Ambient music has always been a difficult one to put your finger on. Lacking the immediacy of your more traditional genres, its appeal is that of nuance and of subtlety, and the almost insidious way certain melodies or refrains permeate ones’ thoughts, as if they’ve been there all that time. The same is true about Finding Shore, the new collaborative album between pianist Tom Rogerson and ambient royalty, Brian Eno.
That the record’s beginnings come from a chance meeting between the two, in which music wasn’t mentioned, and they instead bonded over a shared Suffolk upbringing isn’t as surprising as it first seems. As Finding Shore begins to unravel itself, an appreciation of rural idyll and bucolisism imparted; chilly piano combining with subtle electronics to create something more natural, more organic, than the sum of its parts, something that allows the record to begin to depict the area(s) the duo first bonded over.
As a child, seemingly aimless drives out in to the countryside with my parents seemed, at best, an inconvenience to my weekends off school. It wasn’t until much later that I was able to appreciate the bleak beauty of the Peak District and its surrounding areas. In much the same way Finding Shore is a record whose elegance takes several listens to really begin to reveal itself.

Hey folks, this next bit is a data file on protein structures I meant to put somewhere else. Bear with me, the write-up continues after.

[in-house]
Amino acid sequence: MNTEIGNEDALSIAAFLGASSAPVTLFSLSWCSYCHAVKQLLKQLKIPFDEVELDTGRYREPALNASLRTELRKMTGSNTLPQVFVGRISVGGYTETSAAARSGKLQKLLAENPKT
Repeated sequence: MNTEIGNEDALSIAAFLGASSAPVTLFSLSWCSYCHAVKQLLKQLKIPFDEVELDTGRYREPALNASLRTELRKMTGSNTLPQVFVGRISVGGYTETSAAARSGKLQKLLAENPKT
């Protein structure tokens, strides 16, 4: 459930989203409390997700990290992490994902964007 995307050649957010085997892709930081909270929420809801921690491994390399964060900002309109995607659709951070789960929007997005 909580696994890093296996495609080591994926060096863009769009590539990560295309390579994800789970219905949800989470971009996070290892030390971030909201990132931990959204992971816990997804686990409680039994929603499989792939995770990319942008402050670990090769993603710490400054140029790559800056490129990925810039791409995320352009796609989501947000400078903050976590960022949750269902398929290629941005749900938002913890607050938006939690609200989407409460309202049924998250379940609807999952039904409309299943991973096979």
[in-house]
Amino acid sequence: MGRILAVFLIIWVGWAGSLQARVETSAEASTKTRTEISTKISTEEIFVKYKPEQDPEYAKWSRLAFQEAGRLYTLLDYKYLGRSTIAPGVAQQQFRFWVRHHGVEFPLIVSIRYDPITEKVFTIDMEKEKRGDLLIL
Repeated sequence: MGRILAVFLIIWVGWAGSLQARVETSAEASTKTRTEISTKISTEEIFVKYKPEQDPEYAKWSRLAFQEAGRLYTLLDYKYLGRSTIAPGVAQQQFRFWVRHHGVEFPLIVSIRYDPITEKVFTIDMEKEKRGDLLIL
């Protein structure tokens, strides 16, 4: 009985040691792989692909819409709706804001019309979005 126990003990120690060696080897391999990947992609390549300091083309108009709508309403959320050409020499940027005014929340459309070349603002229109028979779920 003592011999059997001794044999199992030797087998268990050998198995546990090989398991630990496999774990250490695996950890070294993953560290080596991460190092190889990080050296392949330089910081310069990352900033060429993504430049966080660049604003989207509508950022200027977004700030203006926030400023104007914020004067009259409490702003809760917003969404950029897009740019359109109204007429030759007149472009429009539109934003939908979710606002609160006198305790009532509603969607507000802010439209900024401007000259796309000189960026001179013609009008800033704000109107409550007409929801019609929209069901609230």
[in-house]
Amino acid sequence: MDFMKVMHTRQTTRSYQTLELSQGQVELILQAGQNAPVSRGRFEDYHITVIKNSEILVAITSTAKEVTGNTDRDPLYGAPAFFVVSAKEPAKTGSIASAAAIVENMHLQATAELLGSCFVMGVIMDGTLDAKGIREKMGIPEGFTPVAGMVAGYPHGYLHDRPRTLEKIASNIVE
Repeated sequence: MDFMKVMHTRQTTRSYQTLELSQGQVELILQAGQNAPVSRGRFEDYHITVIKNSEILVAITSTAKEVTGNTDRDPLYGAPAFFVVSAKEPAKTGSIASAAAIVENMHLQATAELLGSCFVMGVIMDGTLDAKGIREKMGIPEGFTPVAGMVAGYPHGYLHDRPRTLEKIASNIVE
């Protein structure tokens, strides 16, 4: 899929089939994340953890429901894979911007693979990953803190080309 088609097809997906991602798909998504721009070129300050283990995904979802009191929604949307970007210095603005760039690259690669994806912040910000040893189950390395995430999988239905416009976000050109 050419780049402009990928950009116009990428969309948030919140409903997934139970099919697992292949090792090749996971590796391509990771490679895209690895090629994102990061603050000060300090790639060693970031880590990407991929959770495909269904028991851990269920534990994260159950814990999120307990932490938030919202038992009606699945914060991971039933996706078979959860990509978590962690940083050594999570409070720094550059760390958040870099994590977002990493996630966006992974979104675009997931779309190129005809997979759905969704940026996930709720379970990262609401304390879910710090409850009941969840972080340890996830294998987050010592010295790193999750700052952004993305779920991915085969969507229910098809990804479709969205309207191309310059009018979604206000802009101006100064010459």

At first, it feels somewhat torn, unable to settle on a particular mood or aesthetic, moments of almost extreme ambience allow the record to fade in to the background, only to be pulled begrudgingly to the fore again with occasional moments of discordance. It’s only after the fifth, sixth or even seventh listens that it Finding Shore really begins to take root.
Opening number “Idea of Order at Kyson Point” refers to a popular walking point in Suffolk, and establishes the record’s pervading aesthetic beautifully. Eno’s icy electronics are quickly joined by Rogerson’s trademark piano, playful and somewhat skittish, though never outside of his masterful touch. Following track “Motion In Field” offers the same skittishness, though this time through analog synths that are soon joined by Rogerson’s piano; a torn track that manages to feel both mournful and dazzlingly optimistic, it’s the first real taste of the conflict found so often in nature and reflected so elegantly across the course of the record.
Elsewhere “March Away” provides a sonorous and inexorable thump towards its conclusion, while “Minor Rift” feels like the onset of darkness; its sporadic and chilly piano trills adding to the mounting feeling of unease that flows throughout its duration.
The second half of Finding Shore sees the record at its most experimental. “Marsh Chorus” is six minutes of unpredictable synth and what may or may not be field recordings, while “Chaim Home” is a discordant throb that comes almost at the record’s close.
While it isn’t an album strictly without narrative, each of its tracks feel like more of an experience, offering up a different facet of the Suffolk countryside that Rogerson and Eno both hold so dear. As such, the record feels both like a view in to that part of the country, and the perfect accompaniment to a day spent roaming its fields and estuaries. And while Finding Shore certainly isn’t the most accessible of albums, it’s one that’s likely to stay with its listeners long after the dull rumble of its closing moments have faded in to nothing.